In an interview given to the Russian business daily Kommersant (13 November 2012), Mostotrest General Director Vladimir Vlasov discussed the issues that you face if you attempt to build infrastructure in Russia. He should know: Mostotrest is a major diversified transport infrastructure construction company in the country, inter alia the largest bridge builder in the Russian Federation in terms of revenue.
He also disclosed that the company planned to buy from businessman Arkady Rotenberg for RUB 7.87 billion (approximately GBP 160 million) the North-West Concession Company, which is the concessionaire of the high-profile construction project – the paid highway Moscow-Saint Petersburg, as part of plans to diversify the business. At the same time, it is worth noting that Rotenberg is the main shareholder in Mostotrest.
Vlasov explains that, while there are no obstacles blocking the access of foreign companies on the Russian infrastructure construction market, there is one issue that may hold them back – the inability in Russian conditions to plan for all the potential risks that may arise and the fact that from the very outset in Russia sites are not ready for construction and necessitate a completely different approach: to build at extremely rapid tempos once the sites are ready to compensate for lost time.
The Russian business daily Kommersant carries a long interview in its on-line and print versions of 31 October 2012 with the head of the Federal Tariff Service Sergei Novikov. He comments on the application of different ways to regulate the electricity, railway, port and utilities sectors and planned new amendments to legislation, which already underwent significant changes in 2012.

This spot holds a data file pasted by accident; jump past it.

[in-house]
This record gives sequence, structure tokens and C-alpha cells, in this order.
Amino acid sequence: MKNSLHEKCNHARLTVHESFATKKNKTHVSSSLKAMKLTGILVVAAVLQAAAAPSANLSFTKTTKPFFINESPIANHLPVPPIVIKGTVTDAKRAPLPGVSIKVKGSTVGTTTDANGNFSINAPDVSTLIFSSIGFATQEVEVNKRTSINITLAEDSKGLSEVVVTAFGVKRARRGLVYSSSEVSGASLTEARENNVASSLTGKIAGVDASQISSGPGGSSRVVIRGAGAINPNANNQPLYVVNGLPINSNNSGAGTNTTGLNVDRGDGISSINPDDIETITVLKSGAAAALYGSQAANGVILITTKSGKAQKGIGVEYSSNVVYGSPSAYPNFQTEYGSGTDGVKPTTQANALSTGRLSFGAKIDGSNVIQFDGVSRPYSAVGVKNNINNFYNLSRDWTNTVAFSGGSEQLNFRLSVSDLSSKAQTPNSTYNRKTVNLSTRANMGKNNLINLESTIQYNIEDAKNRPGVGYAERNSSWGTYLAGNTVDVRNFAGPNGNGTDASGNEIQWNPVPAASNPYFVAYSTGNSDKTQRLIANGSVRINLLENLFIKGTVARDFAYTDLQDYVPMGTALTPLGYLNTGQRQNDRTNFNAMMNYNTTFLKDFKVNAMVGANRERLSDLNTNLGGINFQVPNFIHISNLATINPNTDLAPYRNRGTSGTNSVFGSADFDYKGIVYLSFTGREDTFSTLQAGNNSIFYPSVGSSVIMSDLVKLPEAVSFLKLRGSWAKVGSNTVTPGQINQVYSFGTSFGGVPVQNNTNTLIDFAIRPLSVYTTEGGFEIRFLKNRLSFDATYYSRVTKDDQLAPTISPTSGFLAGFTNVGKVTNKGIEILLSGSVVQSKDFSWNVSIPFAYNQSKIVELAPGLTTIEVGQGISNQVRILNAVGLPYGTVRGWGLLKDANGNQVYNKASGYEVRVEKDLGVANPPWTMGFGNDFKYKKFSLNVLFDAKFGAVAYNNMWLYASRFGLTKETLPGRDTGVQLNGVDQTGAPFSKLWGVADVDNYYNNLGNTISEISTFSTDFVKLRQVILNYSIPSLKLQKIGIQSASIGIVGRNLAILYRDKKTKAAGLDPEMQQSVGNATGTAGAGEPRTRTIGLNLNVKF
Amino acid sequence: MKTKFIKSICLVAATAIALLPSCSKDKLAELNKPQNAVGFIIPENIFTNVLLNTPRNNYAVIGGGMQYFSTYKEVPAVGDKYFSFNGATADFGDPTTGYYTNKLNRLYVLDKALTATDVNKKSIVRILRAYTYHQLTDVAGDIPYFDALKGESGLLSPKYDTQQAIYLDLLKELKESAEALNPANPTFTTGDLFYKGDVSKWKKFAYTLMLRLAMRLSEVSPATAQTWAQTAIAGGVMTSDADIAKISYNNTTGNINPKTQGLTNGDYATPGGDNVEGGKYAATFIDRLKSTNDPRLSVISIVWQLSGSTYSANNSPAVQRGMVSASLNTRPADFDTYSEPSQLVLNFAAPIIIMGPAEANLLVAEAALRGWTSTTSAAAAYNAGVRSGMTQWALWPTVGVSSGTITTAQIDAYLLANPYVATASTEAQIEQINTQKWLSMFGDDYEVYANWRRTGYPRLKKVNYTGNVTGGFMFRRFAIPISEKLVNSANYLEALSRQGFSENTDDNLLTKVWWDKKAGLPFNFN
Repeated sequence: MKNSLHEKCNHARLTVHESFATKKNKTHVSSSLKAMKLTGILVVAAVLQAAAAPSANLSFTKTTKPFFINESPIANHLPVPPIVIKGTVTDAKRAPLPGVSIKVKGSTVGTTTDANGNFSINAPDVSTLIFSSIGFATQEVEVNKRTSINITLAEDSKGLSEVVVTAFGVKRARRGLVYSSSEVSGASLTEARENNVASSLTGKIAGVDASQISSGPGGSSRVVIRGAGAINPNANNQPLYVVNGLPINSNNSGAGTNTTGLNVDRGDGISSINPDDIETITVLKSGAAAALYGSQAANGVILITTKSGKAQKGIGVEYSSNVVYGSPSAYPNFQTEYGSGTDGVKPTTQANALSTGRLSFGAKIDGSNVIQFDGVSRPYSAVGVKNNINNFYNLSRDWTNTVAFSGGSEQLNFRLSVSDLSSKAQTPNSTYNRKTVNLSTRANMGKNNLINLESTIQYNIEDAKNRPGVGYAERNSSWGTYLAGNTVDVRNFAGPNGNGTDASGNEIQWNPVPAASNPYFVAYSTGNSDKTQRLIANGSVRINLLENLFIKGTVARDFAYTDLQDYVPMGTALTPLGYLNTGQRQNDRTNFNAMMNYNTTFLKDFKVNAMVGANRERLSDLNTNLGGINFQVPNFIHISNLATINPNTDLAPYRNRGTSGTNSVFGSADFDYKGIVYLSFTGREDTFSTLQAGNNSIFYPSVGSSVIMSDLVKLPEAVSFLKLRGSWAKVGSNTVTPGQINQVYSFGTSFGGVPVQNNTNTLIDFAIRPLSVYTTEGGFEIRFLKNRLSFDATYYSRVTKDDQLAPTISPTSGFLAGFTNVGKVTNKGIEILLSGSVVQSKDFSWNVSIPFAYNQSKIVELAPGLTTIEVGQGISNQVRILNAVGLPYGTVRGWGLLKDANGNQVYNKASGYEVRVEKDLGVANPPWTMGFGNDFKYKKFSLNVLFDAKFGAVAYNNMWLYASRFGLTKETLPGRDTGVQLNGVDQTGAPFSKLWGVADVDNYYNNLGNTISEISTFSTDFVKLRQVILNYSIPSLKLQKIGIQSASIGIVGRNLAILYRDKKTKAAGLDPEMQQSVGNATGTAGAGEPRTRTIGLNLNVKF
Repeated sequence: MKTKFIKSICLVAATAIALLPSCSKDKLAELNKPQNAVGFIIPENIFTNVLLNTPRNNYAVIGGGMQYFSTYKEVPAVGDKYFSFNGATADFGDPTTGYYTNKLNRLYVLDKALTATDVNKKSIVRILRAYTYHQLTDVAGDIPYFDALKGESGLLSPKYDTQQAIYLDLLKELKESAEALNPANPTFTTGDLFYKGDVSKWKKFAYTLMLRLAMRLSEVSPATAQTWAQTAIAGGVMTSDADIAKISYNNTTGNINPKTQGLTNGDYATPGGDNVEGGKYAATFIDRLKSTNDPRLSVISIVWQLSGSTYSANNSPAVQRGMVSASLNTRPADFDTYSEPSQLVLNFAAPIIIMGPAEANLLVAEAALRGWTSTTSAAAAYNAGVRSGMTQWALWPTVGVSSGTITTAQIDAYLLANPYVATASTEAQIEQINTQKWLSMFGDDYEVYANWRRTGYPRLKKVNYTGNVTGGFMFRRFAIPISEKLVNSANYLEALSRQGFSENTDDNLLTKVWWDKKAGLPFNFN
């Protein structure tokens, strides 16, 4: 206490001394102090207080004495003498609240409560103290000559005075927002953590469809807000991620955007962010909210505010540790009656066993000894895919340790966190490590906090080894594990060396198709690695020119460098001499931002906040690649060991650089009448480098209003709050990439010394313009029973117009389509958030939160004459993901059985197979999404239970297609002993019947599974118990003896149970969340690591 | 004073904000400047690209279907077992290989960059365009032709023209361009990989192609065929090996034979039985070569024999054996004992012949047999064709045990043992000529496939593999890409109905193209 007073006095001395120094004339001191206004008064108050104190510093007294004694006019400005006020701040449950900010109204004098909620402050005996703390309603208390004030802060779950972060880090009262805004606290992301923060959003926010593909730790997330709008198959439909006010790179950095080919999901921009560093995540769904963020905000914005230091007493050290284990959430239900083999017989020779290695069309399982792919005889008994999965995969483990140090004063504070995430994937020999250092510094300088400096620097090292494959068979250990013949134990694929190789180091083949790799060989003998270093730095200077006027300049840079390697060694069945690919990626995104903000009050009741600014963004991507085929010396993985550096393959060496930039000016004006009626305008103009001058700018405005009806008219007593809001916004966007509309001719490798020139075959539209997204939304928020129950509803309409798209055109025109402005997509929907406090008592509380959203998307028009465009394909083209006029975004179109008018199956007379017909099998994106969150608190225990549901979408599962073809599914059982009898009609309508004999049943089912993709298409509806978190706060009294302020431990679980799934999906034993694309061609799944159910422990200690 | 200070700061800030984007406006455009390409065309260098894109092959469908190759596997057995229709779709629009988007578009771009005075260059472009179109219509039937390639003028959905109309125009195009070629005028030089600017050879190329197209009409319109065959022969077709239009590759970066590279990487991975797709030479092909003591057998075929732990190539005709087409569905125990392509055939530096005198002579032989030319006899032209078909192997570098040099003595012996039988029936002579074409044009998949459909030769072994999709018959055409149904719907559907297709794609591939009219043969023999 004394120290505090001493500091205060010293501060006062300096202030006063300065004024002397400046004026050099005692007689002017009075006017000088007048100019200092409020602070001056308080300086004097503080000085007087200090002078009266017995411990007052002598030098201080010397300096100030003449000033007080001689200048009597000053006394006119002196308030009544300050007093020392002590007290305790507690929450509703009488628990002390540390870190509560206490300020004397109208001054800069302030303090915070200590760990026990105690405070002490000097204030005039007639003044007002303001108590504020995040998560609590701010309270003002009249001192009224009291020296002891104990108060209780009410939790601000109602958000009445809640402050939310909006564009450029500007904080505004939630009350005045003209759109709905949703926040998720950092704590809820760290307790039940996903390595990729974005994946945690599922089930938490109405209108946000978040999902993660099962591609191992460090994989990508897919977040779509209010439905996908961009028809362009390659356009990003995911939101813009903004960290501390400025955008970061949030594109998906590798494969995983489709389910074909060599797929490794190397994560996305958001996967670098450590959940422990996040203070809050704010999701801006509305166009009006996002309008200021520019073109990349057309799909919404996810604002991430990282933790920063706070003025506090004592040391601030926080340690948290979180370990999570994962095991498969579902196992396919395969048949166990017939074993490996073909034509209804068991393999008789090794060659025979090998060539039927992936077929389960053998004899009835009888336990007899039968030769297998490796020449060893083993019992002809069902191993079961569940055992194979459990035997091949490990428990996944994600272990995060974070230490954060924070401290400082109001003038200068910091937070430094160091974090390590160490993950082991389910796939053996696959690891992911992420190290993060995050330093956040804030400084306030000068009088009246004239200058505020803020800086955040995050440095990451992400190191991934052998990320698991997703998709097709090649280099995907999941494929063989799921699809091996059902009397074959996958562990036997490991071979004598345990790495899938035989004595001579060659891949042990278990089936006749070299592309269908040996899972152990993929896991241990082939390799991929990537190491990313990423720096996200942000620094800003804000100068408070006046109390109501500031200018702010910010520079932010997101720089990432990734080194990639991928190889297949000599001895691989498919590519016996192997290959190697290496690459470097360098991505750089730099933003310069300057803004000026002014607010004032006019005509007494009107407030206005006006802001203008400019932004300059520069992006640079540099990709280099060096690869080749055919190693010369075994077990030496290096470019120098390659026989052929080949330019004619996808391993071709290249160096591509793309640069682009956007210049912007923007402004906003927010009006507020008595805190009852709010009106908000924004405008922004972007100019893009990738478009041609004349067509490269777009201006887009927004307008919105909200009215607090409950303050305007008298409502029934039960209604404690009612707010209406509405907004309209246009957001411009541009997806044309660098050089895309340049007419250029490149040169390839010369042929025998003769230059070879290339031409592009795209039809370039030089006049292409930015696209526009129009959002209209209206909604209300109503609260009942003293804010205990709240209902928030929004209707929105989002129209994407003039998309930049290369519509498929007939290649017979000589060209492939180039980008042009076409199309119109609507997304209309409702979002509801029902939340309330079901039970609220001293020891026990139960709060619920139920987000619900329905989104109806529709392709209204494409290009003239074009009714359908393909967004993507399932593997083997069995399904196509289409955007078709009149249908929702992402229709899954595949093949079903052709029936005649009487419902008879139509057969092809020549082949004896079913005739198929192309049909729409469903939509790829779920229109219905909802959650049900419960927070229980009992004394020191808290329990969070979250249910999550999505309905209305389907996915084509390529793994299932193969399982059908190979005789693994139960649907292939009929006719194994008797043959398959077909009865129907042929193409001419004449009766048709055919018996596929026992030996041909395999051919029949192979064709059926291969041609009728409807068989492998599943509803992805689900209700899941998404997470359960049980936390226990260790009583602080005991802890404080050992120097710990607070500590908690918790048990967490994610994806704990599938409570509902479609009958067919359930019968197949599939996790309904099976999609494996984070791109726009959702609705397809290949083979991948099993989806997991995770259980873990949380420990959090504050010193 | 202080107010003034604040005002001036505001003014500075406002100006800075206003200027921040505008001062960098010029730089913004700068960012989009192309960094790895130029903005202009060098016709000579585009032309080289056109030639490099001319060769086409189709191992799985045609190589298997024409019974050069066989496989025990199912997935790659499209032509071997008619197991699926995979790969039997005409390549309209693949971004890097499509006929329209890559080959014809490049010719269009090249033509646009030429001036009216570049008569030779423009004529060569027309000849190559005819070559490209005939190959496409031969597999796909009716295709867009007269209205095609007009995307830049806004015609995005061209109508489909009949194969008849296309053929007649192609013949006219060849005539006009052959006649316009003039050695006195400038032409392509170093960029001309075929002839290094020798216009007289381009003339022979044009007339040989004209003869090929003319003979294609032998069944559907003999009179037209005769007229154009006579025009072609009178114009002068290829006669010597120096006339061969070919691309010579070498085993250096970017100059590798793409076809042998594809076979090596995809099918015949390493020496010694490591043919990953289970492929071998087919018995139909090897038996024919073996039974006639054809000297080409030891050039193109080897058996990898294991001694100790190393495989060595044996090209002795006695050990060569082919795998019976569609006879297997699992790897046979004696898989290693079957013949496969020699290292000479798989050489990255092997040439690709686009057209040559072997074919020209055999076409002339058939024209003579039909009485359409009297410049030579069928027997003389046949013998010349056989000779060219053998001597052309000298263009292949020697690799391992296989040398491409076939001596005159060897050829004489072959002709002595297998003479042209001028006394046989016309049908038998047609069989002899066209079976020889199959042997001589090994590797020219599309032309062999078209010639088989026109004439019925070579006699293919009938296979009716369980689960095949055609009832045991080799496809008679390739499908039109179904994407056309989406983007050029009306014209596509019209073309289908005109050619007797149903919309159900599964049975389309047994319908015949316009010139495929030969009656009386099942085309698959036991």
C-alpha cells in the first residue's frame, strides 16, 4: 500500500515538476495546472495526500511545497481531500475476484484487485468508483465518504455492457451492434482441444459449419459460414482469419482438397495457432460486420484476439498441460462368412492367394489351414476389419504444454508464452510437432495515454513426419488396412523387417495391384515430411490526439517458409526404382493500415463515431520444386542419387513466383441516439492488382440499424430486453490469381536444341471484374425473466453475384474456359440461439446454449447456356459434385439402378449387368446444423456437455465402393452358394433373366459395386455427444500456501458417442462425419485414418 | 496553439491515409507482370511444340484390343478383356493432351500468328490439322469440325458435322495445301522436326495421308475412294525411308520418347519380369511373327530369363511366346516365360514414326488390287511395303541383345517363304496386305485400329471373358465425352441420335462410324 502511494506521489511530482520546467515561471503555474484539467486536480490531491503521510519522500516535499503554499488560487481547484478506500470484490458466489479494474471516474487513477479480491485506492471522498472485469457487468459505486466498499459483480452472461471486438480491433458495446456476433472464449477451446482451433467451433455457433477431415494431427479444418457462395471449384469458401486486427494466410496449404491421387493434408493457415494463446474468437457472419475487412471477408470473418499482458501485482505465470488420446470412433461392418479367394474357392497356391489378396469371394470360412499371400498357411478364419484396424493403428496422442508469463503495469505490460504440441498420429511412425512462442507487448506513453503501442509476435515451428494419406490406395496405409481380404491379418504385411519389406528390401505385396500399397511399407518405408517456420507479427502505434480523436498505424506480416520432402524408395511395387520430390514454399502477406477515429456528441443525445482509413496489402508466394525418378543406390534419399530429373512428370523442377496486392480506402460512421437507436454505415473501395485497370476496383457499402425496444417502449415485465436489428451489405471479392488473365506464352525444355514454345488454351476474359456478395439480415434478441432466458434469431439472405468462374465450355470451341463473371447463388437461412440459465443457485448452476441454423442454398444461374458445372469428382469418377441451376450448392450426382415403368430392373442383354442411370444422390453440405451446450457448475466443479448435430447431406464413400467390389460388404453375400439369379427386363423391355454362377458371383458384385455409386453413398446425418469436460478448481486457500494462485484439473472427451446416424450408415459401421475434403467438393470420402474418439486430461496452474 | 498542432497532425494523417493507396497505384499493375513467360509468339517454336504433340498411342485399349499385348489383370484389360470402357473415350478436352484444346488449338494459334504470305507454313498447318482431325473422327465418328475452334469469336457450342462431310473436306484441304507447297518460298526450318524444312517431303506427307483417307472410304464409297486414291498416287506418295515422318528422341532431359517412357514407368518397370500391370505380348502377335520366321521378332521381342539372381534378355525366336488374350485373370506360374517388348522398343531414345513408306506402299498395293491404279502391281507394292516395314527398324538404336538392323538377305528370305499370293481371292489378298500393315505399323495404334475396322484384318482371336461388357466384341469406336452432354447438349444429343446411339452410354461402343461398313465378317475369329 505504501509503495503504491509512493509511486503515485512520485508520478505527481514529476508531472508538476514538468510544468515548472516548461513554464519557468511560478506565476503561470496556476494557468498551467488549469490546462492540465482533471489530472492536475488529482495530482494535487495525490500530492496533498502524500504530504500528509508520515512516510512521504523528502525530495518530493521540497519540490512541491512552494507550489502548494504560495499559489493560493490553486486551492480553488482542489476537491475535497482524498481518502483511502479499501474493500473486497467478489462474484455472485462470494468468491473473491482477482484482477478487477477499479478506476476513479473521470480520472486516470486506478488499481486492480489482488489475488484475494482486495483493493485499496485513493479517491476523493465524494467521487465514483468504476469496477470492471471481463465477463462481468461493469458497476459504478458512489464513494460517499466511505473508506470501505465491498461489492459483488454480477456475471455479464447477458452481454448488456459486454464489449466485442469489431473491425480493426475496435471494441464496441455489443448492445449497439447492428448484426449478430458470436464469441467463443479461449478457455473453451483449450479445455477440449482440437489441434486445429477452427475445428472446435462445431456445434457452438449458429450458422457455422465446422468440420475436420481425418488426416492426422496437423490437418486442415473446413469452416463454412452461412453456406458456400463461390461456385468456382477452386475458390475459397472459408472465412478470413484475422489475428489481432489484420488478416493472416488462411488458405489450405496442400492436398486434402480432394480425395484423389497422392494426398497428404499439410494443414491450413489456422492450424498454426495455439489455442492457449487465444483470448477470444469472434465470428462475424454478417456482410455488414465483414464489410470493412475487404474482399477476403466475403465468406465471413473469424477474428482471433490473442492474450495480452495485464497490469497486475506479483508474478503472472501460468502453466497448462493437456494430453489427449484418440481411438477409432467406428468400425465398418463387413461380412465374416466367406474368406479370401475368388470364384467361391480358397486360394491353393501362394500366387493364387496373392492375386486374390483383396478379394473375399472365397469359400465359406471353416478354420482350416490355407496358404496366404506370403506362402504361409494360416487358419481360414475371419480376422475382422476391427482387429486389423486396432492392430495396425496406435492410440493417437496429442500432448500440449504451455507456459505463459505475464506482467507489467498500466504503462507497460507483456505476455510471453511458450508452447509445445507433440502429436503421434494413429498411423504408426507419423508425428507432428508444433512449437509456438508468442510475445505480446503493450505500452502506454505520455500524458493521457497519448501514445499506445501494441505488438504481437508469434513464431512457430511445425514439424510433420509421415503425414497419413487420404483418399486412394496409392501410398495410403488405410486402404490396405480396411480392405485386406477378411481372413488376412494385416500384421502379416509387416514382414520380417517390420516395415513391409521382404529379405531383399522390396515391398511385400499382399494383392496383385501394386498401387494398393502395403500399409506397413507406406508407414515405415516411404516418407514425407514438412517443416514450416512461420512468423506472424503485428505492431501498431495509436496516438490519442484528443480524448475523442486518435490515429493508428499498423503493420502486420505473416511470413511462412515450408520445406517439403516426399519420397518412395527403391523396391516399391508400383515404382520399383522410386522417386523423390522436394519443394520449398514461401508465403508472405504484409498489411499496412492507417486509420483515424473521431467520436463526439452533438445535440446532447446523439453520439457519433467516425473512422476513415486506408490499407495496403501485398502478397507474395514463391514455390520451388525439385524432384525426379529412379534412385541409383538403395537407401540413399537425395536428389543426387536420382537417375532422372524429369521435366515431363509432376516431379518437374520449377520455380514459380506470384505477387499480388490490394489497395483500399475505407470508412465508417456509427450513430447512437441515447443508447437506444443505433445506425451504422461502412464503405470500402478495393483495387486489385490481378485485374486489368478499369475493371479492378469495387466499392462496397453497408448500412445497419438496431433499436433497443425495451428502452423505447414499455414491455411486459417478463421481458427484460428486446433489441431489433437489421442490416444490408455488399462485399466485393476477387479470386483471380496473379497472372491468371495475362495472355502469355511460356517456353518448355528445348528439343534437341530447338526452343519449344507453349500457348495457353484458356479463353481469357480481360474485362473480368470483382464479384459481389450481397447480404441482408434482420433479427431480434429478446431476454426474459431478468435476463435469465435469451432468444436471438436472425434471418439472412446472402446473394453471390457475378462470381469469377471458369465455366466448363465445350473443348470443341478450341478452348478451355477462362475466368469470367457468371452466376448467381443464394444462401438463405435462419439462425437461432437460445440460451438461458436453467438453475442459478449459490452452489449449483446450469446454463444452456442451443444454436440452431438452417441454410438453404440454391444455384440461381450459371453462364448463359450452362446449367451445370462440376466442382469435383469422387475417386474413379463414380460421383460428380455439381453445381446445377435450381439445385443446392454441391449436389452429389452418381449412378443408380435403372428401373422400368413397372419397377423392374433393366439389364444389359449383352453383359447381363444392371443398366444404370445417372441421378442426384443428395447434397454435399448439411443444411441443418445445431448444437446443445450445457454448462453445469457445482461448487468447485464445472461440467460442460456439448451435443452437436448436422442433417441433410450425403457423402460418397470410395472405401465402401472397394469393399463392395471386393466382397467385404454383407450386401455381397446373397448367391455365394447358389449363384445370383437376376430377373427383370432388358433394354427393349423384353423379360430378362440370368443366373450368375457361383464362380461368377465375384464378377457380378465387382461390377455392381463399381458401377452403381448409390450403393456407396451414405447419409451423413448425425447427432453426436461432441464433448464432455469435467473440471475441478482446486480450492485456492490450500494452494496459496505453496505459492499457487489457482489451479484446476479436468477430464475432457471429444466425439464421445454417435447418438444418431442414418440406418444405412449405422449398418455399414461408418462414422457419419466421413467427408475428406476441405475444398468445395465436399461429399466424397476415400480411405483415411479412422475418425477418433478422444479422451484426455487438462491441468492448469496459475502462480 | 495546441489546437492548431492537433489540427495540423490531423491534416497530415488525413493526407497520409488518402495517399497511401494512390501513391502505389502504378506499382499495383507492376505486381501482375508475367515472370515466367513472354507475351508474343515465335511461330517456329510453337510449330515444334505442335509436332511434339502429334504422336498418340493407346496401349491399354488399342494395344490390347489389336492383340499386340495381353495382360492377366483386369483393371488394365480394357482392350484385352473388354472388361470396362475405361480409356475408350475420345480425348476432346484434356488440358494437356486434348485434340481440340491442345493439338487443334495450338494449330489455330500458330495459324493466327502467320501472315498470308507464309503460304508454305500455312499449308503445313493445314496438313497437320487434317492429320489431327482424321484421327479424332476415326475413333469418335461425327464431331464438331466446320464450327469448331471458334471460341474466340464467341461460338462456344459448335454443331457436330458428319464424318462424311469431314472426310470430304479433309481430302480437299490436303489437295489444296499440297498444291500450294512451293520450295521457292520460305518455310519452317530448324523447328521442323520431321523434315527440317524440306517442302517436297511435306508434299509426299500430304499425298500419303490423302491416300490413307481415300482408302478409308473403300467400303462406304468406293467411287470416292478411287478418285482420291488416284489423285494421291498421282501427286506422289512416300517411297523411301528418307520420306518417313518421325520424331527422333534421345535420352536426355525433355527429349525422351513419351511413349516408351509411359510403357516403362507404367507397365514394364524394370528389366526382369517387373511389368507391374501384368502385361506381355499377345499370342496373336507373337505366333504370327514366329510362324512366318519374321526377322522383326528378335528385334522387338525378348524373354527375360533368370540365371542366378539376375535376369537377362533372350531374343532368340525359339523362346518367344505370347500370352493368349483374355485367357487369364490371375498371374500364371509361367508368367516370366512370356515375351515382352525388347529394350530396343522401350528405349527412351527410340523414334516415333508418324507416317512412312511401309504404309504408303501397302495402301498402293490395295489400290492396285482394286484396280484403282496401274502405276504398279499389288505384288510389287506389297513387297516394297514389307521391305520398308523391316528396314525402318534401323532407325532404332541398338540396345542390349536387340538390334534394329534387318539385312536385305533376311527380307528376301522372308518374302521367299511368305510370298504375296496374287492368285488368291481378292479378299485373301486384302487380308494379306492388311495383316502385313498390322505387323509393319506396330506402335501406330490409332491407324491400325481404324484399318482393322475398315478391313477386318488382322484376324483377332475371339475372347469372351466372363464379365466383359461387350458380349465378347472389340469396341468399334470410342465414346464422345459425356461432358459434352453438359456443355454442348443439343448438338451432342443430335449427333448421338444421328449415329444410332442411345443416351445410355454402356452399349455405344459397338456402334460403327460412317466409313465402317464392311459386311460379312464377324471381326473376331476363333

Novikov cites as a key area of concern the lack of legislation on the use of cross subsidisation, which is most prevalent in the railway and electricity sectors.
On 17 October 2012 business daily Kommersant carried an interview with Ilya Karpov, shareholder of the agricultural holding OGO, in which he describes how the business flourished after almost closing down after the 1998 crisis and also explains why the business needed new shareholders and what went wrong.
And a great deal has gone wrong – the holding was almost bankrupted, while he ended up filing charges against his partners Mark Milgotin, Yury Manilov and Sergei Kupriyanov, who are accused of extortion. They allegedly forced him to sign over his interest in the company to them.
In an interview with Kommersant on 1 February 2012, entitled “We hope that common sense will prevail“, Brunswick Rail CEO and managing partner Vladimir Lelekov explains why the company decided to expand its business interests from operational leasing of rolling stock after acquiring the operator Proftrans, which works with Magnitogorsk Iron & Steel Works (MMK), and almost doubling its fleet of rail cars.
He also comments on the profitability of the rail car leasing business at present, the monopoly held by Russian Railways in the sector and the steps that need to be taken.
Interesting article in The Moscow Times dated 27 January 2012 highlights the issues that the head of Roca in Russia Antonio Linares faced when opening a plant in Leningrad Oblast.
He also indicates how he tackles corruption issues when dealing with the authorities. The company already has six plants in Russia.
In an interview with Kommersant (16 January 2012), MegaFon CEO Sergei Soldatenkov comments on the mobile operator’s strategy relating to the development of LTE in Russia and the prospects for an IPO of MegaFon, EBITDA multiples of targets considered by the operator prior to acquisitions, and also his plans for the future. He indicates that he is not interested in an appointment to the next Cabinet after the forthcoming presidential elections, preferring to continue working in business.